Today was the day I finally reached the end of Lyme Bay and round Portland Bill. I have been staring at this little dot of land for nearly a week and am relieved to be at the end of it. From now on, land will always be in sight.

On the motor out to the start point, we were surrounded by calm-looking seas.

After I dived in, though, it quickly became clear that what looked like an easy day from the side of the boat wasn't the same as the reality in the water.

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While there was a strong knot and a half of current pushing me forwards, the problem lay more in the force-4 wind blowing in the opposite direction.

This easterly wind was making the sea choppy, meaning I got saltwater in my mouth every time I took a breath.

To compensate, I had to lift myself further out of the water each time which pulled on my lower back, where I had surgery three years ago.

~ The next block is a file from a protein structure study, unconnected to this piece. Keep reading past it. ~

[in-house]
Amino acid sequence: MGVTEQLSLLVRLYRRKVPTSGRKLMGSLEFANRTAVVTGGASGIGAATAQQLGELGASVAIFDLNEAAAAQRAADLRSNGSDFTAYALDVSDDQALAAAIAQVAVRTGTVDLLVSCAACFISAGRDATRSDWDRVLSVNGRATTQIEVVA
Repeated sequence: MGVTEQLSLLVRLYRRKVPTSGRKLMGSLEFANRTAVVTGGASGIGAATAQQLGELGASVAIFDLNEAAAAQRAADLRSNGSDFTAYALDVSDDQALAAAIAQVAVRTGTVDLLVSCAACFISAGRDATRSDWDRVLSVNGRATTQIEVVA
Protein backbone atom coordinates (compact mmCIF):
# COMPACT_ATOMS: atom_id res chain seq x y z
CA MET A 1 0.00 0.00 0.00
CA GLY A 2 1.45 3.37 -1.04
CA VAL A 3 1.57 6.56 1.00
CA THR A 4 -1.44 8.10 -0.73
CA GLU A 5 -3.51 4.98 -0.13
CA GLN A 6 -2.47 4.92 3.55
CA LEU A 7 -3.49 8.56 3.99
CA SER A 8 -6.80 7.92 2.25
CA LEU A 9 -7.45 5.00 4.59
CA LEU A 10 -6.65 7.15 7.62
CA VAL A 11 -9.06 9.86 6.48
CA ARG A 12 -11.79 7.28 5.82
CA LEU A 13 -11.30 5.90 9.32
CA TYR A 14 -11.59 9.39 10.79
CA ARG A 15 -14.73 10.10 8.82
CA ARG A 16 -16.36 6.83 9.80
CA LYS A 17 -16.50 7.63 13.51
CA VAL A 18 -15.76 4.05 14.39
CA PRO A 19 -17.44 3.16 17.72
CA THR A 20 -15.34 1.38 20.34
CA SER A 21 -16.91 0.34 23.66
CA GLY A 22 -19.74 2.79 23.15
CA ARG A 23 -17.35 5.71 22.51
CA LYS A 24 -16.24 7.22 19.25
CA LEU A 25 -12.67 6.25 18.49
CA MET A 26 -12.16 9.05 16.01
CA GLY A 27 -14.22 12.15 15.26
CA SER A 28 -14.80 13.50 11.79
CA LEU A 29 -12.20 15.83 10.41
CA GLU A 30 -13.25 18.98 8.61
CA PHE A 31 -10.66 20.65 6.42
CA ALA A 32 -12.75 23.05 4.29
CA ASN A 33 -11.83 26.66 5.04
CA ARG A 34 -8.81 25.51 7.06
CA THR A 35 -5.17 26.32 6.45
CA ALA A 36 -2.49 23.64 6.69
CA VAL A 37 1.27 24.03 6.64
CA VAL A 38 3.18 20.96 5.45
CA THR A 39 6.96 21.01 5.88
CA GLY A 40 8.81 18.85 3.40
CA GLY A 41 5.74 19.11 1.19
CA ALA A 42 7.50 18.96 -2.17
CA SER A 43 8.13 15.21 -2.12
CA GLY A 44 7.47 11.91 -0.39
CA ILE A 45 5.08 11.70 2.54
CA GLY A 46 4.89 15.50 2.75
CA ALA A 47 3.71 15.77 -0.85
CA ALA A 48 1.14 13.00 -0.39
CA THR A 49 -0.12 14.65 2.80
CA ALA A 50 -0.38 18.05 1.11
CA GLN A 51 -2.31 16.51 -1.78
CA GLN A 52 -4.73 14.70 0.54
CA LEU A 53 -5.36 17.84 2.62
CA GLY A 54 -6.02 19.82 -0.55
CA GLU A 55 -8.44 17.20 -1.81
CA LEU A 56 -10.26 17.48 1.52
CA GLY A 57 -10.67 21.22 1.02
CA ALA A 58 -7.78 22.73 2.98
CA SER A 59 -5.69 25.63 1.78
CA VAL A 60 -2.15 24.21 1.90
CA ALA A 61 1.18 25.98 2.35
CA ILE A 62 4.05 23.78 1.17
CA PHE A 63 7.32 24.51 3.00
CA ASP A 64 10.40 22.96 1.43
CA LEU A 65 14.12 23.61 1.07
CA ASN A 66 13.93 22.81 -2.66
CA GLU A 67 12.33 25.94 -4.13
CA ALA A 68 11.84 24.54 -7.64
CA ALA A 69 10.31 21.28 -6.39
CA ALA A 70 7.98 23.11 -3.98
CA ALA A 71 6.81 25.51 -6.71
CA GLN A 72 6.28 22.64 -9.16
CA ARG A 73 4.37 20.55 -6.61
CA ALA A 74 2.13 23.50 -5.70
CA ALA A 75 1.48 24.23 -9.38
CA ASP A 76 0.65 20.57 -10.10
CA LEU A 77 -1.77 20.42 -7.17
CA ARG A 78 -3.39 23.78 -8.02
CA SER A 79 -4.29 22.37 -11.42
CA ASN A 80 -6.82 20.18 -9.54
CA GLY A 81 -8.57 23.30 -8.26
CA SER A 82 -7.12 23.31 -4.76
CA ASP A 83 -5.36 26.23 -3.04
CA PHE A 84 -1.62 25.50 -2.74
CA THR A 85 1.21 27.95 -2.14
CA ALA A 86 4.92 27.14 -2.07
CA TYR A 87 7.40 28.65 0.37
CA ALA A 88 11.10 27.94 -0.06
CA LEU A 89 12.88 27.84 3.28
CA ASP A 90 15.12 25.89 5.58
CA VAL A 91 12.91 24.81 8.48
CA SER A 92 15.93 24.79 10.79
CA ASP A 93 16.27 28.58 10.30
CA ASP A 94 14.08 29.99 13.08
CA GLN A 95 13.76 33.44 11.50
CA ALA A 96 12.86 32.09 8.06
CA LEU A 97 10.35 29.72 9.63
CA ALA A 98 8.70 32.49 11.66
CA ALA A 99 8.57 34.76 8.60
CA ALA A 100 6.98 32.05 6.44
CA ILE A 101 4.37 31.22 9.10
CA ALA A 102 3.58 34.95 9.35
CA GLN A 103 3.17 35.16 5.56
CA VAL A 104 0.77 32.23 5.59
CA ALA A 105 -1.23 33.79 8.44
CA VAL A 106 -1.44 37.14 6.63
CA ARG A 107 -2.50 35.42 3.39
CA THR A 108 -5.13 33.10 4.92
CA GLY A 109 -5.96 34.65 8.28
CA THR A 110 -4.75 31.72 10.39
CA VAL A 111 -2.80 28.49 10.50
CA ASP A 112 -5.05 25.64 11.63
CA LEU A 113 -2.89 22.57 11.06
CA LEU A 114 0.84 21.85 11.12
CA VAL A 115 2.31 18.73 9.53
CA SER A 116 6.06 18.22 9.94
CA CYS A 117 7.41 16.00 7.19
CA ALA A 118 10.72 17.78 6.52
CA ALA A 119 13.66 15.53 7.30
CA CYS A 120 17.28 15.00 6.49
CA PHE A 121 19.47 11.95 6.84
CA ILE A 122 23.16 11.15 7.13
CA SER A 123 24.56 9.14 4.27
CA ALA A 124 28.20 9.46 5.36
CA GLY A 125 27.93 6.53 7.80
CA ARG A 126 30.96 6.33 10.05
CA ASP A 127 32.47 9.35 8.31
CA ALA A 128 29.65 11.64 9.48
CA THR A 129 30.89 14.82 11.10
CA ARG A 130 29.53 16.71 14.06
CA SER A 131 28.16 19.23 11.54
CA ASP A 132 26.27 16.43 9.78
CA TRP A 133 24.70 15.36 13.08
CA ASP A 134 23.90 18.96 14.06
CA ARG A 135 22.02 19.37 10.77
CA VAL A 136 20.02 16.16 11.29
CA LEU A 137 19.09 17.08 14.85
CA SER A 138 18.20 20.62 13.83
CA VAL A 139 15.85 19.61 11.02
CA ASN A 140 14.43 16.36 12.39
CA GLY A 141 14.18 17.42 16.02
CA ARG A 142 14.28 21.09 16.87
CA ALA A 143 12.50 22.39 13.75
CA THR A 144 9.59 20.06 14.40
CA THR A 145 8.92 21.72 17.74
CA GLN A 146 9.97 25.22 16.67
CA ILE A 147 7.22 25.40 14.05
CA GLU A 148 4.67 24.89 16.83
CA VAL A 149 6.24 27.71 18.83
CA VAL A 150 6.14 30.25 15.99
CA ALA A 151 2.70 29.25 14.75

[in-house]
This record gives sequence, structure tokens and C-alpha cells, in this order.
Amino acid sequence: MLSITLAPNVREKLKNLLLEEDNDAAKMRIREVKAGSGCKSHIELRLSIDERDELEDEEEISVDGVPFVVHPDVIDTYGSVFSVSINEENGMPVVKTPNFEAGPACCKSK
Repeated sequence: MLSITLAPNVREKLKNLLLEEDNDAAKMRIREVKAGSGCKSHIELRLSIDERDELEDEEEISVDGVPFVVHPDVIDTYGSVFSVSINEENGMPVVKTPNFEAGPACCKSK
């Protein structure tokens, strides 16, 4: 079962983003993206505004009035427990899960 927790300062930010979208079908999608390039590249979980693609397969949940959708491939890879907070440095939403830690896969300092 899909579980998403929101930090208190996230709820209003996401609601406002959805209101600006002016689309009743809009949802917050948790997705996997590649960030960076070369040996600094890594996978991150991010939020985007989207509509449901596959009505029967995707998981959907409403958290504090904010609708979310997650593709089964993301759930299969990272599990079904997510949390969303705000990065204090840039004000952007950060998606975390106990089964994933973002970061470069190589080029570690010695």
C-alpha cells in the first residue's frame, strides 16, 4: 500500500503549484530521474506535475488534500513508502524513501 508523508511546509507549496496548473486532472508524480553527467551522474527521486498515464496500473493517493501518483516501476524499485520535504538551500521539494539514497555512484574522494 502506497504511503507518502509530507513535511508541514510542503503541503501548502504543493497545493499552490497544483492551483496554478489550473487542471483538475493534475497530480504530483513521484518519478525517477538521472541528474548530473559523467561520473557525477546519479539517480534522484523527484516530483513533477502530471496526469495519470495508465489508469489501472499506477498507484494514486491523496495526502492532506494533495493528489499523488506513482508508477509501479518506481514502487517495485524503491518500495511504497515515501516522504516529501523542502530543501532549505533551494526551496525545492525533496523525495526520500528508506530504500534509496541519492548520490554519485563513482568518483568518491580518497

It was like swimming up hill.

After an hour of hard graft, I fully rounded Portland Bill and entered the stretch of water called The Shambles. Let's hope there's nothing in that name!

After exactly two hours of swimming, I climbed up the ladder and onto Aquila, having covered 11.26km.

Almost immediately I started to vomit down the side of the boat - I had swallowed so much sea water as a consequence of the cross wind.

On the motor back to port, the crew and I were taking it easy, half dosing in the Sunday afternoon sun. But a couple of miles off-shore, one of the propellers suddenly cut out.

An ever-heroic Kelvin (our photographer) dived in with a knife to see what the problem was.

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A discarded fishing net had got caught around it, causing the propeller to stop turning.

We are seeing increasing amounts of plastic and fishing nets in the Channel the further along we go.

This doesn't surprise me, as the coastline is becoming more densely populated as we get closer to Dover.

What is keeping me going after such a tough day is the knowledge that we are very nearly at the half way mark. This is reassuring - breaking this swim up into little chunks is getting me ever closer to those white cliffs.

6.99 miles (11.26km)